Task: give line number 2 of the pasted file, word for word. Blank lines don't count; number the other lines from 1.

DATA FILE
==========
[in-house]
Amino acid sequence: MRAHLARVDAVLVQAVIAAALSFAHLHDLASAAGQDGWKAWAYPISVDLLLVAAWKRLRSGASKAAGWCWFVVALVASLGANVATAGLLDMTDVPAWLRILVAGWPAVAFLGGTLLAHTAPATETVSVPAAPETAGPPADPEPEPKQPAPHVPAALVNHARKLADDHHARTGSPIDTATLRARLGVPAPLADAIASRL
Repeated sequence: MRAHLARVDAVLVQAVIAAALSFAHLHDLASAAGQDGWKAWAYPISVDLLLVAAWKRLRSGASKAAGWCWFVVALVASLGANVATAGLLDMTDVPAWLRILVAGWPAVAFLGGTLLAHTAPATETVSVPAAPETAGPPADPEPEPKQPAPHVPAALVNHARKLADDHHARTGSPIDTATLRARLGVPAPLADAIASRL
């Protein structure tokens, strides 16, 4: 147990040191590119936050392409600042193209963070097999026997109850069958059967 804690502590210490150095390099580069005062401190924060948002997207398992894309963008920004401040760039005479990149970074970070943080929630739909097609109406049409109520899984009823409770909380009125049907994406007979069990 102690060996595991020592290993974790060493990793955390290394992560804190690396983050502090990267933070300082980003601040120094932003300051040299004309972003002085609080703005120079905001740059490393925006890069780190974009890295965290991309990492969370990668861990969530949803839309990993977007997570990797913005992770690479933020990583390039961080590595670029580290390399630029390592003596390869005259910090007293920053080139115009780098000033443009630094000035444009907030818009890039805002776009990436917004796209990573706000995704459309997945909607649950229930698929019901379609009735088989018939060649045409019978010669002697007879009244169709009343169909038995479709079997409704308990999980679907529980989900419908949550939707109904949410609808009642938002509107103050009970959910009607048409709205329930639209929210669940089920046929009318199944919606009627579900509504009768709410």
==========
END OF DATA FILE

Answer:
Amino acid sequence: MRAHLARVDAVLVQAVIAAALSFAHLHDLASAAGQDGWKAWAYPISVDLLLVAAWKRLRSGASKAAGWCWFVVALVASLGANVATAGLLDMTDVPAWLRILVAGWPAVAFLGGTLLAHTAPATETVSVPAAPETAGPPADPEPEPKQPAPHVPAALVNHARKLADDHHARTGSPIDTATLRARLGVPAPLADAIASRL